Regulation AB Reform
In addition to the rating agency rules that go into effect on June 2, the SEC has asked for public comment on extensive changes to SEC securitization rules, known as Regulation AB.
I am actively participating in developing both the MBA/MISMO and the CREFC responses to the proposed changes. This process provides a forum to promote the adoption of XML standards, which I am also actively participating in. Below is my summary of where we are with our current disclosure levels, what the industry goal should be, and a recommendation for a solution.
During the CMBS offering process, issuers share basically everything with rating agencies and bond investors including full loan level, lease-by-lease underwritings. While this disclosure has historically been extensive and complete, there has been no standard format (despite the fact that everyone shares the same types and level of data). The offering disclosure can be characterized as complete but not standardized.
For ongoing investor reporting (surveillance), there is a standard reporting package (CMSA IRP 5 ), but it is in the wrong format (CSV and Excel instead of XML), and it does not contain sufficient data to do full loan level underwriting. This data can be characterized as standardized but incomplete.
There has been a three-year effort to upgrade IRP 5 to XML (the result being the Draft IRP 6 XML schema), and there has been extensive debate regarding adding information to allow loan level underwriting during the surveillance of the bonds. However, adoption of XML has been stopped by a handful of parties for various reasons, and, despite requests from investors, there has been no consensus on disclosing all tenants (currently only the top three tenants are disclosed).
The main intent of the SEC regulations is to demand transparency in the securitization process. Transparency is defined as providing enough data to allow investors and rating agencies to accurately value the underlying collateral and produce open, credible bond models so all parties can see how the securities were priced.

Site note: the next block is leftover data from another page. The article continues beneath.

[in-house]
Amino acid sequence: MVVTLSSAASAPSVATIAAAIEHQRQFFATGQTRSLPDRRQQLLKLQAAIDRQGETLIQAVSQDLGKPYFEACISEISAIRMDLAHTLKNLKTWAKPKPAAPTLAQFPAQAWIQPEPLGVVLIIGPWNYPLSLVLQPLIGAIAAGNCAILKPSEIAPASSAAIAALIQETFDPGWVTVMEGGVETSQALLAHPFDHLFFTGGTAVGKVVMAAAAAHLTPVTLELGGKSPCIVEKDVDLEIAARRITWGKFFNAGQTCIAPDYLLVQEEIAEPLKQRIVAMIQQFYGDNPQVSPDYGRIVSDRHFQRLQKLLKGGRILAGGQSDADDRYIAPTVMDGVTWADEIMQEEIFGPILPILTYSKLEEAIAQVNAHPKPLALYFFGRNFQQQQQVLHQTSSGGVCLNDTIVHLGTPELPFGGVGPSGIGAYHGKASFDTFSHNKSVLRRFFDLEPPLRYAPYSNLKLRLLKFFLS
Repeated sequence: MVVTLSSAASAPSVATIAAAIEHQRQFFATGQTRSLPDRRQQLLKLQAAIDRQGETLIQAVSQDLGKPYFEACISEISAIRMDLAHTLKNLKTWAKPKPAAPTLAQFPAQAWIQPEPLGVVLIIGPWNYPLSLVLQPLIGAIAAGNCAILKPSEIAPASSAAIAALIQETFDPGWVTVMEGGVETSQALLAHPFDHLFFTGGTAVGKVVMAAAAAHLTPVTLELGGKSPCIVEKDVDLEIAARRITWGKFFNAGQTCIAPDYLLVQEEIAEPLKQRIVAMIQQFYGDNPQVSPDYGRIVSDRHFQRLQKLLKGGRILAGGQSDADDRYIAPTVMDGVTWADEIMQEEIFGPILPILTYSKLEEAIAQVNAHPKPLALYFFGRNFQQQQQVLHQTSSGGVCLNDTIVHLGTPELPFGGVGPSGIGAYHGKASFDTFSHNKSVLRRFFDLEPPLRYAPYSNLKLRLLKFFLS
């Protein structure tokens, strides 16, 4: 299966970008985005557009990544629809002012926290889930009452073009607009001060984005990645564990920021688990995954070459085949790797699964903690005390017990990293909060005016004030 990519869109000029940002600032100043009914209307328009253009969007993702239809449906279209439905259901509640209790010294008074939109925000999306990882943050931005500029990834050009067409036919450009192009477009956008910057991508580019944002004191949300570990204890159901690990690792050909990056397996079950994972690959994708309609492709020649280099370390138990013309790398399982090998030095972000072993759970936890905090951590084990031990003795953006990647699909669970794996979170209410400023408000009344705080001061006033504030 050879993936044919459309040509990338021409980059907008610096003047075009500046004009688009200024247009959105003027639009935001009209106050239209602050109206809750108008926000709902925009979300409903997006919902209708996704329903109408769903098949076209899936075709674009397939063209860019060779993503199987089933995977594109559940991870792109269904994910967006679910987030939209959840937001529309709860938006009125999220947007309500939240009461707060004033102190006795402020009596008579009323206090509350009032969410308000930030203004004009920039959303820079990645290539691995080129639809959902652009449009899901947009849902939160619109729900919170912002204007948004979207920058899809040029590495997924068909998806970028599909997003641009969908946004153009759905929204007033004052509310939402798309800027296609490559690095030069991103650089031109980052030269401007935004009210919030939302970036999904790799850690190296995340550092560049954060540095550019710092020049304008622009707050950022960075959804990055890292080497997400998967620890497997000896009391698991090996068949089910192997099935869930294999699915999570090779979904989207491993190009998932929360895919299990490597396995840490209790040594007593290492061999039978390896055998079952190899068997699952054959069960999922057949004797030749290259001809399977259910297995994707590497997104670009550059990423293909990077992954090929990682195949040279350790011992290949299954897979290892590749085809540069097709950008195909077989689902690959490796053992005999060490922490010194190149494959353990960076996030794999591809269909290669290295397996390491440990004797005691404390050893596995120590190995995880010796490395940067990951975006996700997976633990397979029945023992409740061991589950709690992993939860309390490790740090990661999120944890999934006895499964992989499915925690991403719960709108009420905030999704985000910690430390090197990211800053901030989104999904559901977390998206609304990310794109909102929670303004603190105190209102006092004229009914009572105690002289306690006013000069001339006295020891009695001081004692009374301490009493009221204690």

The goal of CREFC and MBA should be to satisfy this demand by agreeing on one standardized data set that would meet the needs of investors, rating agencies and bond models. If we do that, we can satisfy both the letter and the spirit of the financial reform rules.
The SEC is making it clear they want XML. The CMSA IRP committee worked with MISMO to devise the proposed IRP 6 XML schema, which can serve as the foundation of disclosure standards for both new issuance and surveillance.
If some additions are made to IRP 6 (MISMO rent roll and operating statements, full information regarding original and modified note amortization terms, and bond waterfall data), we will be transparent. Done.
The responses from both CREFC and MBA will be submitted in the next 45–60 days. I will try to get the above goals and solutions incorporated, and I’ll post updates as the comment letters start to take shape.
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Jim Flaherty is CEO of CMBS.com and the creator of the Backshop loan origination system. He is a trained credit professional with experience installing enterprise underwriting systems for commercial real estate lenders, rating agencies and investors.
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